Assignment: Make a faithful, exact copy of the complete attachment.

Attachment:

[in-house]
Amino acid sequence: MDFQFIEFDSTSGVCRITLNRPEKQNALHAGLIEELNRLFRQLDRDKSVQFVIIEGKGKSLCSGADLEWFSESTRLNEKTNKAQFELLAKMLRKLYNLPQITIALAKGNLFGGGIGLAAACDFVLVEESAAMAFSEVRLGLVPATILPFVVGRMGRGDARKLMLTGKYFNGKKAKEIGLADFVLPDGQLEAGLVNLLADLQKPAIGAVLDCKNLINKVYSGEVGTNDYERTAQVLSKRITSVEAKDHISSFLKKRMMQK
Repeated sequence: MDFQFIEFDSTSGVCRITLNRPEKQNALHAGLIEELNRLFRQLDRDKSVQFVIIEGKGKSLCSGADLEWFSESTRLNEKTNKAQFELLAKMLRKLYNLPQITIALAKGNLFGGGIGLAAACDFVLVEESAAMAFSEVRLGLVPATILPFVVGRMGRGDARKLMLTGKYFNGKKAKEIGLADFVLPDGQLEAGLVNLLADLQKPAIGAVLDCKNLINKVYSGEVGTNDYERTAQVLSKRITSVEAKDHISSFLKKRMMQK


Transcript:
[in-house]
Amino acid sequence: MDFQFIEFDSTSGVCRITLNRPEKQNALHAGLIEELNRLFRQLDRDKSVQFVIIEGKGKSLCSGADLEWFSESTRLNEKTNKAQFELLAKMLRKLYNLPQITIALAKGNLFGGGIGLAAACDFVLVEESAAMAFSEVRLGLVPATILPFVVGRMGRGDARKLMLTGKYFNGKKAKEIGLADFVLPDGQLEAGLVNLLADLQKPAIGAVLDCKNLINKVYSGEVGTNDYERTAQVLSKRITSVEAKDHISSFLKKRMMQK
Repeated sequence: MDFQFIEFDSTSGVCRITLNRPEKQNALHAGLIEELNRLFRQLDRDKSVQFVIIEGKGKSLCSGADLEWFSESTRLNEKTNKAQFELLAKMLRKLYNLPQITIALAKGNLFGGGIGLAAACDFVLVEESAAMAFSEVRLGLVPATILPFVVGRMGRGDARKLMLTGKYFNGKKAKEIGLADFVLPDGQLEAGLVNLLADLQKPAIGAVLDCKNLINKVYSGEVGTNDYERTAQVLSKRITSVEAKDHISSFLKKRMMQK